So, why do they call it “phishing?” Because of the way in which it works. The hacker is essentially baiting a hook and waiting for you to take the bait. They will create a fake email that is designed to look like something respectable and legitimate. They might make this email appear to come from a major website, a payment provider, your bank, your school, or any other trusted source.
Once you open the email, they will direct you to click on a link or follow other instructions. By doing this, you inadvertently allow malware to be installed on your computer. When that malware is ransomware, it infects your system and begins forcibly encrypting all the files. The victim will be able to see this process if they happen to be sitting in front of a computer at the time.
When that happens, your first instinct might be shutting down the computer. However, that will not necessarily stop the attack. Once the malware has been installed, it can simply resume its work as soon as the computer is turned on again. This kind of thing is very hard to stop once it has begun. As we said earlier, this issue must be handled proactively.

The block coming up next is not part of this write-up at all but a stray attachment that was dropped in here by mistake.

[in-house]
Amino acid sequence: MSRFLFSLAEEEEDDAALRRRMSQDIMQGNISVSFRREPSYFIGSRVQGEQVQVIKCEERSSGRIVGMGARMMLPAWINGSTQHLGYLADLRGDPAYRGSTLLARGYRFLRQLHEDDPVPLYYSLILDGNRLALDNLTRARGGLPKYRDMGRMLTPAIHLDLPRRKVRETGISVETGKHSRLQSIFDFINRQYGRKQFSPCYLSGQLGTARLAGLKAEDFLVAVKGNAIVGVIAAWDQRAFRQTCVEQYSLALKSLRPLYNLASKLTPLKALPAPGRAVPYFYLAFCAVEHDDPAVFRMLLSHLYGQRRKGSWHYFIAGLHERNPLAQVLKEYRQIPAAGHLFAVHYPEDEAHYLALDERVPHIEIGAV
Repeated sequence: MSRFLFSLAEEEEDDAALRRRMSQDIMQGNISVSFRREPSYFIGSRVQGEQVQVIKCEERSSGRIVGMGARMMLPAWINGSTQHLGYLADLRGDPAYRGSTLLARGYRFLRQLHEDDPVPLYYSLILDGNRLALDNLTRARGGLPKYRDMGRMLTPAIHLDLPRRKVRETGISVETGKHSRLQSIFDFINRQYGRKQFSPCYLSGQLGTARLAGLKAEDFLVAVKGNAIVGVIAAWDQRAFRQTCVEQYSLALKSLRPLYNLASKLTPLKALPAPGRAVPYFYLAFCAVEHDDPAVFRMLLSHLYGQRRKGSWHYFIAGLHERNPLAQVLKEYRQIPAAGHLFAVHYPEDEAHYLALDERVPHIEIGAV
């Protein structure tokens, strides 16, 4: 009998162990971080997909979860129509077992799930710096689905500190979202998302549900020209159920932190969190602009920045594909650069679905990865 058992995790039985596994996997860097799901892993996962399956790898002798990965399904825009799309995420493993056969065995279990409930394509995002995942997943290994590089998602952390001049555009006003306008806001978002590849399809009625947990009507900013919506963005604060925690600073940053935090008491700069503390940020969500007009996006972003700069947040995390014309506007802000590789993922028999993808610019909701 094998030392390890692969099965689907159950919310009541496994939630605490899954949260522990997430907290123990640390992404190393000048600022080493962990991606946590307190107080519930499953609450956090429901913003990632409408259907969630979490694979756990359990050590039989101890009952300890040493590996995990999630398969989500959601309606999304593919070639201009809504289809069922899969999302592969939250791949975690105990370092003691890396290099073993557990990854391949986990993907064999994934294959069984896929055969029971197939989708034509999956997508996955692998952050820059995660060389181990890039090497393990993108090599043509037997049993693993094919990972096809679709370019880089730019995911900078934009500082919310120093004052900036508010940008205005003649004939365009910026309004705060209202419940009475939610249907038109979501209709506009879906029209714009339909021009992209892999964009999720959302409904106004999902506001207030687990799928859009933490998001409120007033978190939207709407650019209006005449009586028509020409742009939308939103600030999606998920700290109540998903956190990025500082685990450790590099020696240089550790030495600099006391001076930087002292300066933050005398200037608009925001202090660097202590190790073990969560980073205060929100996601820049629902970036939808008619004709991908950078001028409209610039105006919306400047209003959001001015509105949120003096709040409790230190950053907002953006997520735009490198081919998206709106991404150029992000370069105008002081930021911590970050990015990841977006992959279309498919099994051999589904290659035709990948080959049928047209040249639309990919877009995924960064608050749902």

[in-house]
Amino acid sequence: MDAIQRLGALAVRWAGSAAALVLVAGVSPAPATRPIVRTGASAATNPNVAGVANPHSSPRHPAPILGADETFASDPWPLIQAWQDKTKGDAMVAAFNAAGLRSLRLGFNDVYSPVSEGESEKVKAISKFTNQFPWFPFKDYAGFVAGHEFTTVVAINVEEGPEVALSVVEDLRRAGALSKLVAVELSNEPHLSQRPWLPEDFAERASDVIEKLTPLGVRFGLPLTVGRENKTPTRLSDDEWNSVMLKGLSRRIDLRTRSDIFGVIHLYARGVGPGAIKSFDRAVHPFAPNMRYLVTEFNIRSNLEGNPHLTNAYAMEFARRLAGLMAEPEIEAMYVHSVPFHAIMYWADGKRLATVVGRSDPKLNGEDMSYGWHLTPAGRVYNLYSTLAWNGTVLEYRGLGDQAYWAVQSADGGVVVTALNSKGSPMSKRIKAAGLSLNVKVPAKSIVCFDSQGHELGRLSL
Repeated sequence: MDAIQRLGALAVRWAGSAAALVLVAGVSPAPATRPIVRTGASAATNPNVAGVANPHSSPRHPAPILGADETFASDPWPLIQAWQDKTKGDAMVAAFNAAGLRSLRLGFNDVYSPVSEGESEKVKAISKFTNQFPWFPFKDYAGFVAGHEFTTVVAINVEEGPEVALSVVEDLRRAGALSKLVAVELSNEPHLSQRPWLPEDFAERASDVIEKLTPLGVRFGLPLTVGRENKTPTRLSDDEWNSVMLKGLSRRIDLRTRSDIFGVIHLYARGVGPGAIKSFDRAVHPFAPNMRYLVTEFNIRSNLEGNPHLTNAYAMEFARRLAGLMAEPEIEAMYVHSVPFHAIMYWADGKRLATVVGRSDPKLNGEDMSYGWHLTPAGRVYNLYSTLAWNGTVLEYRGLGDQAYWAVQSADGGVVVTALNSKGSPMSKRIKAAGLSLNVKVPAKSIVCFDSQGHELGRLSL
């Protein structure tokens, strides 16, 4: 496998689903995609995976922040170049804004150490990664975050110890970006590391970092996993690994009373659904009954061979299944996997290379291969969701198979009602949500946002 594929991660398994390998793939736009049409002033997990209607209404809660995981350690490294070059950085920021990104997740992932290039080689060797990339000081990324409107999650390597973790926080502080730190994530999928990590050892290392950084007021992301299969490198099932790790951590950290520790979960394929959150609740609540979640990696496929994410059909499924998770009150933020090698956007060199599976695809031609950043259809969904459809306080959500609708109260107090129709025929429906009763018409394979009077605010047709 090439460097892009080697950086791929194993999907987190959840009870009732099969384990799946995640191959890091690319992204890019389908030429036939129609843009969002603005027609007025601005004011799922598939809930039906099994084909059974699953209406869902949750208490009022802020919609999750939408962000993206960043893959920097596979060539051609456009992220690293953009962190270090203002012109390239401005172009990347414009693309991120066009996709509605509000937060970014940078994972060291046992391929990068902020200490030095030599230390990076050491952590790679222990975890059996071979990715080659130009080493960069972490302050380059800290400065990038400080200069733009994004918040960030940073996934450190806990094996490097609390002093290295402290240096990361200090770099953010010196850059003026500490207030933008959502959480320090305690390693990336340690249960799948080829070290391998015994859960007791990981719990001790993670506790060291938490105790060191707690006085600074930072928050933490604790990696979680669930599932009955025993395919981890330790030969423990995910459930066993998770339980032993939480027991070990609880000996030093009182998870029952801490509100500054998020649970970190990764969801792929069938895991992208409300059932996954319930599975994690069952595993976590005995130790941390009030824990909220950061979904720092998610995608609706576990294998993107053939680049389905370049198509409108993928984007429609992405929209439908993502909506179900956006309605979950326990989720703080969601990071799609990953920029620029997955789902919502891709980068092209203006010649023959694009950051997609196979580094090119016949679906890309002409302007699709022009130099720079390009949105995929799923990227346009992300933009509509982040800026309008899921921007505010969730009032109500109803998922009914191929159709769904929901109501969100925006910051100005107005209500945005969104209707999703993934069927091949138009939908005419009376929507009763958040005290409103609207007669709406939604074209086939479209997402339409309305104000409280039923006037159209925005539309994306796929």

Now that we have clearly outlined this threat, let’s talk about the good news: If you do regular backups of your important data, you can probably tell these hackers to go pound sand (or whatever other colorful invectives you might choose). They cannot hold the data for ransom if you have an extra copy. At the most, you might lose a few days or weeks worth of records, but that’s a much easier problem to handle.
We hope that this article has given you a better idea of how this kind of attack works. By understanding the attack, you can be ready to dodge that fatal blow when and if it comes. Also, you need a vigilant network monitoring system, whether in-house or outsourced. We hope that the concepts outlined here will help to keep you from being victimized. We also hope that you will fill out the contact form to receive more of our work.